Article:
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Gelatin Dangers

400x magnification of a popular brand of sugar-free gelatin.

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Kitchen Mysteries is a weekly exploration of oddities surrounding cooking and food. They could be recipes that fail when they shouldn’t, conflicting advice from different sources, or just plain weirdness. If it happens in a kitchen, and you’re not sure why, send a tweet to The Food Geek to find out what’s happening.

Friend of The Food Geek, Steve, asks via twitter:

Hi, Steve,

I know you asked me this question in December, but I’ll hope you’ll understand that I waited until the very beginning of April to answer. Some questions require the proper context in order to be properly explored.

It’s a scary thought, isn’t it? Here you are, enjoying a little weekend recreation, perhaps making a nice gelatin dessert. But there’s so much lime-flavored dust flying around in the air. You inhale, perhaps inadvertently, and then the thought crosses your mind: what if the gelatin freezes in there? What if it makes a perfectly formed though quite disgusting mold of my lungs? Are my marathon plans for the next weekend dashed? Should I call an ambulance? Should I have made a safer dessert, such as a nice crème brûlée?

Before I answer, let’s look at what a gelatin is. When exploring sauces and foams, we’ve noticed that there are several clever ways of trapping water and air in meshes of molecules such as proteins or fats. Sometimes the structure forms because you’re agitating the molecules, and as they pass by each other, they join together and don’t let go. Gluten does this

Sometimes the entrapping molecules respond to temperature. Starches will often lie in wait until they hit a high temperature, then they spring forth and spread all throughout the liquid. Given a chance to cool again, rather than reverting back to their original shape, they merely group together in the liquid. 

Gelatin works like a starch, though it’s a set of proteins, rather than a starch. Gelatin is generally derived from collagen, which is one of the connective tissues in animals. Well, plants, too, but not in the concentration that you find in animals. The collagen is what makes stewed meats so moist when cooked properly. Of course, when properly processed, it doesn’t taste of meat, but this is why gelatins and many marshmallows are not vegetarian foods.

When gelatins are in hot water, their protein molecules are loose and free-floating, much as you might be in a hot spring. When the temperature drops, though, all the tension returns to the collagen. They wind up into triple-helixes (kind of  like DNA, but more so), which gives them much more strength. As they had spread throughout the liquid when it was warm, when they bunch up, they trap the water in between their coils. The water has no place to go, so it ends up just staying where it is. Thus structure is formed. If you heat the gelatin back up again, it relaxes and lets the water turn back into a liquid.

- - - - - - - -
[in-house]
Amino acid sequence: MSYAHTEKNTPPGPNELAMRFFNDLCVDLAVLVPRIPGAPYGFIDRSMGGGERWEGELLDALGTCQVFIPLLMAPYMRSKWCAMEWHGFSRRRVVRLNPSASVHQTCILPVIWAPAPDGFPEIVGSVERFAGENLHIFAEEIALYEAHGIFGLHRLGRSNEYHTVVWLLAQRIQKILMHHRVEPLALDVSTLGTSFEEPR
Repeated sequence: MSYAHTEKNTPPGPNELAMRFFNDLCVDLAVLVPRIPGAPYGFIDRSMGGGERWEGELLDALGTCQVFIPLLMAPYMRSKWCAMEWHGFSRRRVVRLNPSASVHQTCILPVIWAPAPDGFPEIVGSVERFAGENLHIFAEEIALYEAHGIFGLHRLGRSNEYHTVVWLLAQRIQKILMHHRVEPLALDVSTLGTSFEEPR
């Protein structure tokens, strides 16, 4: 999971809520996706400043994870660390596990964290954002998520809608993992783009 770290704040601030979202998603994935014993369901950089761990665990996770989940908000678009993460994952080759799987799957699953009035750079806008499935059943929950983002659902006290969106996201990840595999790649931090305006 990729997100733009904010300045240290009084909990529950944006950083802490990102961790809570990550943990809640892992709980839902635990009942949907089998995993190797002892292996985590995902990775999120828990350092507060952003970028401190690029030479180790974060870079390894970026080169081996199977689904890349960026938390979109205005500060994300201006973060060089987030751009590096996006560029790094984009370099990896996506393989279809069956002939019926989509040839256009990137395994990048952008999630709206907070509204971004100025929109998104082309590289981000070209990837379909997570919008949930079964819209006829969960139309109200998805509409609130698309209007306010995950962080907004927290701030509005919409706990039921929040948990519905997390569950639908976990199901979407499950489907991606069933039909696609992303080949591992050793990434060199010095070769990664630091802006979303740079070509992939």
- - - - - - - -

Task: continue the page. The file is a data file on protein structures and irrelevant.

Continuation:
The key fact that you’re looking for is that gelatin remains turns into a liquid right around 100°F. It’s especially tasty to people because, although it’s solid at a cool room temperature, it melts at body heat. Therefore, it’s unlikely that you’ve made a gelatin mold inside your body, which I think we can say is good news all around.

This doesn’t mean you should take up gelatin sniffing as a hobby. First of all, I don’t believe medical science has adequately answered what would happen to a lung that is overwhelmed by gelatin, and I’d imagine that they’d rather not have to.

Second, depending on how fine the gelatin is processed, it might not dissolve evenly in your moist, lungy environment. Coarse gelatin, which is usually what you get with the non-flavored types or sometimes the off brands, acts like flour in an improperly prepared gravy: if you dump a bunch into hot water, it’ll clump. If you inhale something that turns into a big clump, you can be sure that you’re going to at least be coughing for a while. If it gets stuck in your throat, which is also plenty damp and warm, then you may have other problems. At the very least, you will disappoint your doctor, and you don’t want that.

For this reason, if you’re using an unflavored gelatin to make something such as panna cotta, which is basically a milk gelatin, you’ll want to bloom the gelatin first. Blooming, named for Oscar Bloom, is letting the gelatin sit in cold liquid for a while, which gives it a chance to hydrate and prepare itself for the upcoming hot bath. Given this preparation, you won’t end up with clumps in your panna cotta.

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  • Vane_mx | 04/02/2009

    I love Food Geeks, reminds me of Harold Gee's book,
    On Food and Cooking: The Science and Lore of the Kitchen .

  • dollibygolly | 04/01/2009



    This was a very interesting question, and the answer (although supposedly a tad late) was thoughtful, scientific and to the point. Good job Food Geek! Thanks for all the useful info.

    Dollibygolly

  • Cooksbakesbooks | 04/01/2009

    I'm really enjoying the Food Geek posts! Good scientifically-based research goes into his answers, and I appreciate that.

  • HDnigrine | 04/01/2009

    All of these newsletters should be addressed to Dorothy

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